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Your faculty and staff news since 1965
January 18, 2005
Volume 40, Number 6

Extended University-Taos strives to meet community needs

By Carolyn Gonzales

Mary Lutz, Gary Cook and Norah Flatley-Lovell of Taos. Photo by Gina Vigil.
UNM-Extended University-Taos, with classrooms located at the new Klauer campus facility on the outskirts of Taos, was formerly a component of UNM-North offering upper-division programs in Taos, Santa Fe and Los Alamos. It is now one of Extended University’s centers administered by UNM Vice Provost Jerónimo Domínguez.

Other Extended U sites are in Santa Fe, Los Alamos, Farmington, Gallup, UNM West, Valencia County and at Kirtland Air Force Base.

“The Extended University’s mission is to create access to UNM’s main campus programs. Our centers are critical in reaching out and supporting students in their communities,” said Domínguez.

Mary Lutz, M.F.A., operations manager for the program, has been a UNM employee in Taos for 11 years, following three years at UNM’s main campus where she worked at the Tamarind Institute.

Because branch campuses offer 100 and 200 level courses, they receive a state appropriation as well as tax support to keep tuition down.

Extended University, because it offers upper division and graduate level programs, follows main campus guidelines for its online, live, correspondence and satellite courses.

“We have a good relationship with the branch campus, UNM-Taos, as well as with main campus in Albuquerque,” Lutz said.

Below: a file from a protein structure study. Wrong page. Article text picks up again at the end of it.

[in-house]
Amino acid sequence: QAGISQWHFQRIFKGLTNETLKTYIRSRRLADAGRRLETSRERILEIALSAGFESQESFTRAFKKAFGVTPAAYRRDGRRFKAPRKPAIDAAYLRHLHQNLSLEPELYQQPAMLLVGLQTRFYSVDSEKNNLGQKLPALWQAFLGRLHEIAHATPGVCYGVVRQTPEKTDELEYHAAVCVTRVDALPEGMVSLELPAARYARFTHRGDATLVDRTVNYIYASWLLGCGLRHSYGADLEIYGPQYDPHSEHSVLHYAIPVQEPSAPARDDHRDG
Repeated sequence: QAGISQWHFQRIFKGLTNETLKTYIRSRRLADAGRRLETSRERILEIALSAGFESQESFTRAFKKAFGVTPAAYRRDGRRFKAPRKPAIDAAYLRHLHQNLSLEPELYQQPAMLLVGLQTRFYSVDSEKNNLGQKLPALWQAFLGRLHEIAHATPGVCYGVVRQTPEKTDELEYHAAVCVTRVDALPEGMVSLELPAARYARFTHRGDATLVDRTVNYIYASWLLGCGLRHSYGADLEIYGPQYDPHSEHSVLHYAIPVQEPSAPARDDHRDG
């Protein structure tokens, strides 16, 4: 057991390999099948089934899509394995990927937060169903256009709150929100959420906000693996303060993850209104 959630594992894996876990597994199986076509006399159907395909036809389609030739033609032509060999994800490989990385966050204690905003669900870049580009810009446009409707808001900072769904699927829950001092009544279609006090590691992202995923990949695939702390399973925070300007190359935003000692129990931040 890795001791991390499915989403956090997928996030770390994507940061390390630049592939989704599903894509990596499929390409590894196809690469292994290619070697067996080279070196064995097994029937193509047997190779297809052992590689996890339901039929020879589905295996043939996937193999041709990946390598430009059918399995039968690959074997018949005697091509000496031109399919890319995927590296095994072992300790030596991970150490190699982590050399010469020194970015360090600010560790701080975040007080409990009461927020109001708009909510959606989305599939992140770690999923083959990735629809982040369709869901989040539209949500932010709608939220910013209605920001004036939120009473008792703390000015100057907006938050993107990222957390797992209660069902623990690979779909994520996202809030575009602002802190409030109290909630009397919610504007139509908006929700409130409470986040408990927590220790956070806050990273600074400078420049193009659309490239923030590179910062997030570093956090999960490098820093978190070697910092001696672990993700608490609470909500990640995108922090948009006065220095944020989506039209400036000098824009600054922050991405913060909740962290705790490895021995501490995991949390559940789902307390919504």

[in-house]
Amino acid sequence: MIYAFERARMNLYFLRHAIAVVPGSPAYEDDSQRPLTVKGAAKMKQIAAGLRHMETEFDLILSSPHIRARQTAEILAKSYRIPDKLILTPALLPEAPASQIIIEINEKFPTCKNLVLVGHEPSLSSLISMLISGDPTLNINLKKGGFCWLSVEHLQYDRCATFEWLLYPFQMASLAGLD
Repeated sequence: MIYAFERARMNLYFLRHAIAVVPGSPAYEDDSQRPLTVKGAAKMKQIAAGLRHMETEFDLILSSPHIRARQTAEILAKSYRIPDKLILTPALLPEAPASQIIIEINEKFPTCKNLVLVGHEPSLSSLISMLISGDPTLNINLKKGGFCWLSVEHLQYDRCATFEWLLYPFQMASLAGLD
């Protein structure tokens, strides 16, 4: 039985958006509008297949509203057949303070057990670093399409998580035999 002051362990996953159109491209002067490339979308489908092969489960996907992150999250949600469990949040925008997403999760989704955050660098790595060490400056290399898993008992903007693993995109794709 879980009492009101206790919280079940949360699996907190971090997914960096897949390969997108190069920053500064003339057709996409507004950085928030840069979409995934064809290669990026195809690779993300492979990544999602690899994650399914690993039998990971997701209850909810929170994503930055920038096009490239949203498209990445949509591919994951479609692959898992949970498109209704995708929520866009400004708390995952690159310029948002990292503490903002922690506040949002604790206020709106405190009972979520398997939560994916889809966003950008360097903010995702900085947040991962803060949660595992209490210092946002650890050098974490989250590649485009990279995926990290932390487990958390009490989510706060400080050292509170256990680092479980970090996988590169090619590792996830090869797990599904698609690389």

During fall semester, Taos Extended U had 176 students. Live coursework includes the interdisciplinary requirements of the bachelor’s in university studies, including social sciences, art and art history, art studio, health education, Spanish, anthropology, psychology, language, literacy and socio-cultural studies and women’s and American studies. Online, independent study and correspondence courses provide students with access to upper-division and graduate-level courses.

UNM-Extended U-Taos offers a BUS degree on site and master’s degrees in public administration and educational leadership via satellite.

Extended U-Taos administrators, faculty and staff are interested in expanding programs to meet the needs of the community.

“We have many teachers in the Taos Valley who are professionals looking to upgrade their skills, particularly to meet the requirements of No Child Left Behind,” Lutz said.

Teachers are also requesting coursework to earn the English as a Second Language endorsement and bilingual certification.

“Extended U-Taos needs to offer master’s degrees programs in education in response to community needs,” Dominguez said.

Lutz said that family and jobs keep Taos Valley residents from being able to attend UNM in Albuquerque. She suggests that UNM could create cohort programs to make the teacher training programs available in Taos.

Extended U-Taos has graduated 187 students with baccalaureate degrees.

“We know we could do more,” Lutz said.

Meanwhile, the UNM-Taos branch features an extensive art curriculum.

Gary Cook, program director for the school’s Arts Academy, said they offer 27 art classes per semester taught by 16 instructors.

“In some classes, 80 percent of the students are professional artists,” Cook said. The program allows high school students, local budding artists and professionals to work side-by-side. “We have a 72-year-old woman creating art. Her work is exhibited in a major gallery,” he said.

Included in the school’s Arts Academy is music, theater, dance and media arts. Norah Flatley-Lovell, head of the academy, said that the arts program is tremendous, but could be better.

“Painting, drawing and ceramics are progressing well. Photography could grow. We hope to expand our photography program to include a digital emphasis. We have the students, space and faculty. What we need is additional resources,” she said.